On any given day, members of Congress and their staff can hold dozens of meetings with concerned citizens and interest groups looking to advocate on behalf of a particular issue.
Sometimes these citizens are seeking additional revenue for their cause. Other times, they want to educate and spread awareness.
If you took a survey of the congressional staffers who met recently with a delegation from Syracuse University’s InclusiveU program, chances are they would remember the energetic and charismatic Olivia Baist ’22, who recently earned a degree in studio arts from the College of Visual and Performing Arts.
Baist is a proud graduate of Syracuse University and its InclusiveU program, which thanks to an initiative from the Taishoff Center for Inclusive Higher Education brings students of all ages with intellectual and developmental disabilities to campus to experience college life in a fully inclusive setting.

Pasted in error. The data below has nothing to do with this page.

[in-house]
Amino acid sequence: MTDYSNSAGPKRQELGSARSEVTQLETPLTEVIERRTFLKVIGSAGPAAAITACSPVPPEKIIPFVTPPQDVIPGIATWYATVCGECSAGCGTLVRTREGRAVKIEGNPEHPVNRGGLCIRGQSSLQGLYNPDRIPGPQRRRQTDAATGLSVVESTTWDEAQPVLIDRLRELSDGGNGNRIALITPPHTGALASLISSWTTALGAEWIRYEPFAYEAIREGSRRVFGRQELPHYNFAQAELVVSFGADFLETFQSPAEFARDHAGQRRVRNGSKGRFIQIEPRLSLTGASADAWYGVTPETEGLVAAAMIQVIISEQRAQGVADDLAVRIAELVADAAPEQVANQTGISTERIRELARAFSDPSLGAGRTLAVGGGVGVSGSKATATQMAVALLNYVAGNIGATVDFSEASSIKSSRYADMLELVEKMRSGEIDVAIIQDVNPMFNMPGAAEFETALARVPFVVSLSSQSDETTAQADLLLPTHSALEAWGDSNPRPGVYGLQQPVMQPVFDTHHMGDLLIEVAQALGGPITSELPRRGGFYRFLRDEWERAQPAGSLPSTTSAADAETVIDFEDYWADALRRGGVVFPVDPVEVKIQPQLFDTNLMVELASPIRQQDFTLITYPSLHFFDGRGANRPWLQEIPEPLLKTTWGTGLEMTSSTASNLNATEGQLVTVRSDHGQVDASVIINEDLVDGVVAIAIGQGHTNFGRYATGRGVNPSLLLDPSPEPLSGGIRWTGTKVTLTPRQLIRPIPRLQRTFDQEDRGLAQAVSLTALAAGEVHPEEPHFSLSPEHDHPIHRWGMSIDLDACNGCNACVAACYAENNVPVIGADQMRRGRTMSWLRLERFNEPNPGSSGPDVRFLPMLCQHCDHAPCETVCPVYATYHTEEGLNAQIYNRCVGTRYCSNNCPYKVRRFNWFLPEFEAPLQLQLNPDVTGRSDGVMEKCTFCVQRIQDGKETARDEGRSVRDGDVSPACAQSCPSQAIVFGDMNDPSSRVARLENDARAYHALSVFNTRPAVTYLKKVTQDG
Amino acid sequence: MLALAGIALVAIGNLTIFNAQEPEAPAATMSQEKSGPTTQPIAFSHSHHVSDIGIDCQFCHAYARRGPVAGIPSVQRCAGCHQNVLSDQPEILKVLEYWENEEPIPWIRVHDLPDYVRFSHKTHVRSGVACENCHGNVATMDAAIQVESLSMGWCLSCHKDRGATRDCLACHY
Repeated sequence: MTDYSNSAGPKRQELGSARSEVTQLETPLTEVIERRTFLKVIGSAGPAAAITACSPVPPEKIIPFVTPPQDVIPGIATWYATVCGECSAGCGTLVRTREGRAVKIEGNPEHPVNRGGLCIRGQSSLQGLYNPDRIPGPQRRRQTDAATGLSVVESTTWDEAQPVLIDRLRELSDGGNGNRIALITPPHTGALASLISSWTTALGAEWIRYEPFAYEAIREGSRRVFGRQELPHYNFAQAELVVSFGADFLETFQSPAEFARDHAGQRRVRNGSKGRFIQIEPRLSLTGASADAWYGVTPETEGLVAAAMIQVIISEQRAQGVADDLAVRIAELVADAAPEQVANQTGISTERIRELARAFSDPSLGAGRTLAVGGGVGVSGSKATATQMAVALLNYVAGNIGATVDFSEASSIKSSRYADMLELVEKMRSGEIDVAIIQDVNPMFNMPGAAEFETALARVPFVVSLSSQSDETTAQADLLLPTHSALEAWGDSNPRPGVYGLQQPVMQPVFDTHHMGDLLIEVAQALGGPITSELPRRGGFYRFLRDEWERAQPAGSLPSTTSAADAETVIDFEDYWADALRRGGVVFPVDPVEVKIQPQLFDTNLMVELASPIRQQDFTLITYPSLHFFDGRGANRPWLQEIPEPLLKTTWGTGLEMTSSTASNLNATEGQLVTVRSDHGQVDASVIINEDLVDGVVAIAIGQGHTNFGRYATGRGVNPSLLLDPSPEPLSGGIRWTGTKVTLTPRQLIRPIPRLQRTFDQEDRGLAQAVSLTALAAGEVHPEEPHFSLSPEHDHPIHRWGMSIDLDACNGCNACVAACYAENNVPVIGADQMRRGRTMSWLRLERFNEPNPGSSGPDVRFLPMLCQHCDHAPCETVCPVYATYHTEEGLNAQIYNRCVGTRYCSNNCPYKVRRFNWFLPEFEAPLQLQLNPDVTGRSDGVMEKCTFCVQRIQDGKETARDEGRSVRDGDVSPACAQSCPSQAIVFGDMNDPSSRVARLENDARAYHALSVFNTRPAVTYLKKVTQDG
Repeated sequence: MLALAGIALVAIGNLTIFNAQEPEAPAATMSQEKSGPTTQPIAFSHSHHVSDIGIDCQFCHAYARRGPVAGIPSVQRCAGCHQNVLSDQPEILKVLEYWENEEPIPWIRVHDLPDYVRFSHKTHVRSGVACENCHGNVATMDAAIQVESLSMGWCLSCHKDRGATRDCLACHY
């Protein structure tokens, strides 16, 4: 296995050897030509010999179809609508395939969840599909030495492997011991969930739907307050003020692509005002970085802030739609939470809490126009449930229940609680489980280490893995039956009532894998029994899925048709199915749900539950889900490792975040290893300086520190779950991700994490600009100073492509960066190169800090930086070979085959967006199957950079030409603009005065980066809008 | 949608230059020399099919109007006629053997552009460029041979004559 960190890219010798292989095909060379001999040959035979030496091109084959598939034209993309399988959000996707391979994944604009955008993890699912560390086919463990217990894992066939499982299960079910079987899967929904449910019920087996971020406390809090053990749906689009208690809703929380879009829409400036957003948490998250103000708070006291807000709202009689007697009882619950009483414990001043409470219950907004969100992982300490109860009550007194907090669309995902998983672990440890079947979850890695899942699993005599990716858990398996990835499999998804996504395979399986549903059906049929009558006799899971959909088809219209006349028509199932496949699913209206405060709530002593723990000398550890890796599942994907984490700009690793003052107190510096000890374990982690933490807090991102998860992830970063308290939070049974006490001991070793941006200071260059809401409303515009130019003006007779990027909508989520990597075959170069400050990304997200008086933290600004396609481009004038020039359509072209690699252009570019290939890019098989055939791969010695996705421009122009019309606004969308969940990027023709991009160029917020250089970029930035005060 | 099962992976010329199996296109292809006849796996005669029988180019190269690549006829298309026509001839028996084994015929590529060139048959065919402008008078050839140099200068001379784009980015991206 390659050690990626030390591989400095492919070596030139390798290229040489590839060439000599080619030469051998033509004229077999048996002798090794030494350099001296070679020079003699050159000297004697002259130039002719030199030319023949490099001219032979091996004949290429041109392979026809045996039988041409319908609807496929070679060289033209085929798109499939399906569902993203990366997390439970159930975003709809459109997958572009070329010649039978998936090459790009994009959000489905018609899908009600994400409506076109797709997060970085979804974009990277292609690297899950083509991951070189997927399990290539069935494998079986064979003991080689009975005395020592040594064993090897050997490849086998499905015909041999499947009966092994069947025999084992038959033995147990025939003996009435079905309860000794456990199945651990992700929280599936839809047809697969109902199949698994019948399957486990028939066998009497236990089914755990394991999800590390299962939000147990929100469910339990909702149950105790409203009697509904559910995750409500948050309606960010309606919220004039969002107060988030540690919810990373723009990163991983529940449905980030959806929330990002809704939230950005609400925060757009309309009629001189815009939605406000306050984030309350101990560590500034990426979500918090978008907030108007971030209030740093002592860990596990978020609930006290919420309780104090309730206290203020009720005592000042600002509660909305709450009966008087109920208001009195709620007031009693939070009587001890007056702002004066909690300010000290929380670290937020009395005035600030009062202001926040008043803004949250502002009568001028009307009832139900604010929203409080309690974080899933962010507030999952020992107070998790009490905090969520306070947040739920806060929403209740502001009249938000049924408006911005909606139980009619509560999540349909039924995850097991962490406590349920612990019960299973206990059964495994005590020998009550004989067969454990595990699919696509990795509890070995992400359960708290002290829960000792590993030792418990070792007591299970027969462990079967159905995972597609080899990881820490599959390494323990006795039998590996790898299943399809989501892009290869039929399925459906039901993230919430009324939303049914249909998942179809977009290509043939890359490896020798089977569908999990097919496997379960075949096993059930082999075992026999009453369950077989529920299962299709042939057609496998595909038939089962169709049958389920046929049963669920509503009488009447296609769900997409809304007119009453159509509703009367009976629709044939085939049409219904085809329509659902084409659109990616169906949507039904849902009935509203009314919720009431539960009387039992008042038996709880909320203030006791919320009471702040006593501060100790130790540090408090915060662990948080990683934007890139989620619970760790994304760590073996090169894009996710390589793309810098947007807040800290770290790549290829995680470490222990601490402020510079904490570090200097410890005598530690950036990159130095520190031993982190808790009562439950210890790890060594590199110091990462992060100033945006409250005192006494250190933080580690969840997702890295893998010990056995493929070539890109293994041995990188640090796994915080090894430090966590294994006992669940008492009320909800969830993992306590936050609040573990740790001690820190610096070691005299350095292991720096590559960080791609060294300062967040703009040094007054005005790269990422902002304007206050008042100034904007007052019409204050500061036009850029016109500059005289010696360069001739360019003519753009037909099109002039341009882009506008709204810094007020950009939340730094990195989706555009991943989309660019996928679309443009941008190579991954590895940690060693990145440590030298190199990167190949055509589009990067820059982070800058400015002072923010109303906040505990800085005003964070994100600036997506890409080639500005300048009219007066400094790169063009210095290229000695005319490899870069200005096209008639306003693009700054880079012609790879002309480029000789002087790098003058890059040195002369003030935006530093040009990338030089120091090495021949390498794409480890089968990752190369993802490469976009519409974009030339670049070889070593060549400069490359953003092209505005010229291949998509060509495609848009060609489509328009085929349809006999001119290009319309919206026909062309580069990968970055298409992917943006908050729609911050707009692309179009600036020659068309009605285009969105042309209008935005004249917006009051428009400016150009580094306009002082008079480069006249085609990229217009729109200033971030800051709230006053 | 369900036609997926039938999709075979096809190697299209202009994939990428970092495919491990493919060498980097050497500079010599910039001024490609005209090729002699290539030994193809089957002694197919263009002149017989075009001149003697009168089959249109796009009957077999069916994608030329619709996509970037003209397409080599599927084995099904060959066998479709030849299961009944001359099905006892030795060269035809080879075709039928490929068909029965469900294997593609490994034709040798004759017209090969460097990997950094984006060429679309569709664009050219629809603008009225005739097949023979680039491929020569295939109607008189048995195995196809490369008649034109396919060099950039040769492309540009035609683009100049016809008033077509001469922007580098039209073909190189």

Baist and two of her InclusiveU colleagues—director Brianna Shults G’20 and Katie Ducett, an inclusive (special) education Ph.D. candidate in the School of Education—spent two days pushing for policy change to make higher education accessible for people with intellectual and developmental disabilities during a whirlwind tour of Capitol Hill in Washington, D.C.